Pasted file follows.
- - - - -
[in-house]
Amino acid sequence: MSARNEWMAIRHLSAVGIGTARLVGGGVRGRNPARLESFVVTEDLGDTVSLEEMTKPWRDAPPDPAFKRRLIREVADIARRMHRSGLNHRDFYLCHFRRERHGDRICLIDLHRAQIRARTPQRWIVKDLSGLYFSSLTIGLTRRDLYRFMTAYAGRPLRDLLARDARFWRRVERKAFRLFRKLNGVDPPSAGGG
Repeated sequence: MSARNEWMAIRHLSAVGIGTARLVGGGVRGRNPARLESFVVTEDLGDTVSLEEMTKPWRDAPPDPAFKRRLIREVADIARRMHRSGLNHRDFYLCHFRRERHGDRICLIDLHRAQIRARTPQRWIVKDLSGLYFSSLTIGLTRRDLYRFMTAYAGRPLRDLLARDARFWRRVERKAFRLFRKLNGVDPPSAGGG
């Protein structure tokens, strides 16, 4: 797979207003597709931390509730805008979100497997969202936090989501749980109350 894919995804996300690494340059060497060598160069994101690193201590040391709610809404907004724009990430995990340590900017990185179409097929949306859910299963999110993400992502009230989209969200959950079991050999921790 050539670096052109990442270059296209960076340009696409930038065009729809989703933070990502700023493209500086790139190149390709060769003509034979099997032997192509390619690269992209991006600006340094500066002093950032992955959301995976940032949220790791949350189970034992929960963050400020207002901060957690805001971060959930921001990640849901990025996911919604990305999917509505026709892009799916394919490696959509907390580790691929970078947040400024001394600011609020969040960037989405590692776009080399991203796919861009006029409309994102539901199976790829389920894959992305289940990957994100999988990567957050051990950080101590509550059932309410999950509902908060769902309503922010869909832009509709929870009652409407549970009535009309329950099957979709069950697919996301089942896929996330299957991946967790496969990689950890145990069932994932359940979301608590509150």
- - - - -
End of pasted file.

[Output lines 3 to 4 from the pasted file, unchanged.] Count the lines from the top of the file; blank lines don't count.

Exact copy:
Repeated sequence: MSARNEWMAIRHLSAVGIGTARLVGGGVRGRNPARLESFVVTEDLGDTVSLEEMTKPWRDAPPDPAFKRRLIREVADIARRMHRSGLNHRDFYLCHFRRERHGDRICLIDLHRAQIRARTPQRWIVKDLSGLYFSSLTIGLTRRDLYRFMTAYAGRPLRDLLARDARFWRRVERKAFRLFRKLNGVDPPSAGGG
């Protein structure tokens, strides 16, 4: 797979207003597709931390509730805008979100497997969202936090989501749980109350 894919995804996300690494340059060497060598160069994101690193201590040391709610809404907004724009990430995990340590900017990185179409097929949306859910299963999110993400992502009230989209969200959950079991050999921790 050539670096052109990442270059296209960076340009696409930038065009729809989703933070990502700023493209500086790139190149390709060769003509034979099997032997192509390619690269992209991006600006340094500066002093950032992955959301995976940032949220790791949350189970034992929960963050400020207002901060957690805001971060959930921001990640849901990025996911919604990305999917509505026709892009799916394919490696959509907390580790691929970078947040400024001394600011609020969040960037989405590692776009080399991203796919861009006029409309994102539901199976790829389920894959992305289940990957994100999988990567957050051990950080101590509550059932309410999950509902908060769902309503922010869909832009509709929870009652409407549970009535009309329950099957979709069950697919996301089942896929996330299957991946967790496969990689950890145990069932994932359940979301608590509150």